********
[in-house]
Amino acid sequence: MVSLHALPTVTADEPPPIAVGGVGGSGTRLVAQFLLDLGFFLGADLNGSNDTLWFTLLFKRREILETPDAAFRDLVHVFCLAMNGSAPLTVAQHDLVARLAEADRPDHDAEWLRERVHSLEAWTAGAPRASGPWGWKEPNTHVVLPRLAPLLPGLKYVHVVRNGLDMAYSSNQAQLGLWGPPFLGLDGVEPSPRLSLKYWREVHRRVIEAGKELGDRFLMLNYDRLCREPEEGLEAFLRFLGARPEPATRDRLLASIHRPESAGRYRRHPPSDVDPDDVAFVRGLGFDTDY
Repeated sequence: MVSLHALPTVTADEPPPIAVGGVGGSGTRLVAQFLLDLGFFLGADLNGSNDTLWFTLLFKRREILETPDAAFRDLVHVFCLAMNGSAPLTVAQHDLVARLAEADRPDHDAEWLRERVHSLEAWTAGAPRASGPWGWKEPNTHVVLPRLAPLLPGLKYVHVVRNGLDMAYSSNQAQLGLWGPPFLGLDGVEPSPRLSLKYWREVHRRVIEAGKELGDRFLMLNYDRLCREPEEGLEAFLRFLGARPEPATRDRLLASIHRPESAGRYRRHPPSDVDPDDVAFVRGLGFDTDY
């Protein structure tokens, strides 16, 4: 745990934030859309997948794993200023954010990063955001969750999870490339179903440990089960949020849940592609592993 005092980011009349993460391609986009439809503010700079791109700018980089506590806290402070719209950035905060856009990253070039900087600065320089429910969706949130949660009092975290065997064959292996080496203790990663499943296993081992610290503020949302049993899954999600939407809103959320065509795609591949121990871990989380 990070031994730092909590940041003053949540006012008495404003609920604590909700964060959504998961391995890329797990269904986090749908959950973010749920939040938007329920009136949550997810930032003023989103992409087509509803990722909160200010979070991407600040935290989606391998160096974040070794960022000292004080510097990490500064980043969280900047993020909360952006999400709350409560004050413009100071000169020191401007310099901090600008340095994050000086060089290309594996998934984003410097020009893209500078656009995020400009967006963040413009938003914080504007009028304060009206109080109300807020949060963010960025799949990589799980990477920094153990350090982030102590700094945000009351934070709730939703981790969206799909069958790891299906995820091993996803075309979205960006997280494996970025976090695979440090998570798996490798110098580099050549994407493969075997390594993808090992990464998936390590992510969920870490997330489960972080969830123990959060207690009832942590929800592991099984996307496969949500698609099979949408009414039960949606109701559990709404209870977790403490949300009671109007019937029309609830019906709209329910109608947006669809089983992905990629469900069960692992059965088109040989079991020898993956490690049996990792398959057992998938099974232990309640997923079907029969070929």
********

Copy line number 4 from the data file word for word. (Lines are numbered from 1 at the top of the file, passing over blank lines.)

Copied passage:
């Protein structure tokens, strides 16, 4: 745990934030859309997948794993200023954010990063955001969750999870490339179903440990089960949020849940592609592993 005092980011009349993460391609986009439809503010700079791109700018980089506590806290402070719209950035905060856009990253070039900087600065320089429910969706949130949660009092975290065997064959292996080496203790990663499943296993081992610290503020949302049993899954999600939407809103959320065509795609591949121990871990989380 990070031994730092909590940041003053949540006012008495404003609920604590909700964060959504998961391995890329797990269904986090749908959950973010749920939040938007329920009136949550997810930032003023989103992409087509509803990722909160200010979070991407600040935290989606391998160096974040070794960022000292004080510097990490500064980043969280900047993020909360952006999400709350409560004050413009100071000169020191401007310099901090600008340095994050000086060089290309594996998934984003410097020009893209500078656009995020400009967006963040413009938003914080504007009028304060009206109080109300807020949060963010960025799949990589799980990477920094153990350090982030102590700094945000009351934070709730939703981790969206799909069958790891299906995820091993996803075309979205960006997280494996970025976090695979440090998570798996490798110098580099050549994407493969075997390594993808090992990464998936390590992510969920870490997330489960972080969830123990959060207690009832942590929800592991099984996307496969949500698609099979949408009414039960949606109701559990709404209870977790403490949300009671109007019937029309609830019906709209329910109608947006669809089983992905990629469900069960692992059965088109040989079991020898993956490690049996990792398959057992998938099974232990309640997923079907029969070929």